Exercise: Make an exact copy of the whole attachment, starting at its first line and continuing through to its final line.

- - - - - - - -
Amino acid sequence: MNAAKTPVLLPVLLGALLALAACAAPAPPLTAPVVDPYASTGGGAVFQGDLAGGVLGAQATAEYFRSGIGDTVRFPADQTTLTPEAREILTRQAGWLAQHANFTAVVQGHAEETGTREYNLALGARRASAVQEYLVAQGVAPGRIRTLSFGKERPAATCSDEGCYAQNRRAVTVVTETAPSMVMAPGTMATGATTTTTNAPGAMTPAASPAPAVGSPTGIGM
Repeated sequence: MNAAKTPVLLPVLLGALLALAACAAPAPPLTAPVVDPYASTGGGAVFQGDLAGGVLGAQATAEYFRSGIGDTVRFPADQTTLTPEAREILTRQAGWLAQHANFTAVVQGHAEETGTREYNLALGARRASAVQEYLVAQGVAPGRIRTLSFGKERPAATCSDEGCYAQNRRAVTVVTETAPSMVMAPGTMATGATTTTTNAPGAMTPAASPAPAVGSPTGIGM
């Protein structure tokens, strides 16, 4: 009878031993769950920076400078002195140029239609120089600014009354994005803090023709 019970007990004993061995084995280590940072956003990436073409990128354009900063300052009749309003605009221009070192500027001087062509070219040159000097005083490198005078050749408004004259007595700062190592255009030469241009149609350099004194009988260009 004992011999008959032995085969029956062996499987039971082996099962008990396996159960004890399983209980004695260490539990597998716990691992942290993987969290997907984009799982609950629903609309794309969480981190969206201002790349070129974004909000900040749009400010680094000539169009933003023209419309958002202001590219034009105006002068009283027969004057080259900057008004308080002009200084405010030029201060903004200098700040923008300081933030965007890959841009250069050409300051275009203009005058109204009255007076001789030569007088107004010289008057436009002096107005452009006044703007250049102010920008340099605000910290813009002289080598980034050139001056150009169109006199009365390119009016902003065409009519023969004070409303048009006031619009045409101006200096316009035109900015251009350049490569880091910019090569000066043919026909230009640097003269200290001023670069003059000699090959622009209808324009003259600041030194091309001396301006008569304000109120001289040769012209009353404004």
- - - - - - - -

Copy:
Amino acid sequence: MNAAKTPVLLPVLLGALLALAACAAPAPPLTAPVVDPYASTGGGAVFQGDLAGGVLGAQATAEYFRSGIGDTVRFPADQTTLTPEAREILTRQAGWLAQHANFTAVVQGHAEETGTREYNLALGARRASAVQEYLVAQGVAPGRIRTLSFGKERPAATCSDEGCYAQNRRAVTVVTETAPSMVMAPGTMATGATTTTTNAPGAMTPAASPAPAVGSPTGIGM
Repeated sequence: MNAAKTPVLLPVLLGALLALAACAAPAPPLTAPVVDPYASTGGGAVFQGDLAGGVLGAQATAEYFRSGIGDTVRFPADQTTLTPEAREILTRQAGWLAQHANFTAVVQGHAEETGTREYNLALGARRASAVQEYLVAQGVAPGRIRTLSFGKERPAATCSDEGCYAQNRRAVTVVTETAPSMVMAPGTMATGATTTTTNAPGAMTPAASPAPAVGSPTGIGM
């Protein structure tokens, strides 16, 4: 009878031993769950920076400078002195140029239609120089600014009354994005803090023709 019970007990004993061995084995280590940072956003990436073409990128354009900063300052009749309003605009221009070192500027001087062509070219040159000097005083490198005078050749408004004259007595700062190592255009030469241009149609350099004194009988260009 004992011999008959032995085969029956062996499987039971082996099962008990396996159960004890399983209980004695260490539990597998716990691992942290993987969290997907984009799982609950629903609309794309969480981190969206201002790349070129974004909000900040749009400010680094000539169009933003023209419309958002202001590219034009105006002068009283027969004057080259900057008004308080002009200084405010030029201060903004200098700040923008300081933030965007890959841009250069050409300051275009203009005058109204009255007076001789030569007088107004010289008057436009002096107005452009006044703007250049102010920008340099605000910290813009002289080598980034050139001056150009169109006199009365390119009016902003065409009519023969004070409303048009006031619009045409101006200096316009035109900015251009350049490569880091910019090569000066043919026909230009640097003269200290001023670069003059000699090959622009209808324009003259600041030194091309001396301006008569304000109120001289040769012209009353404004």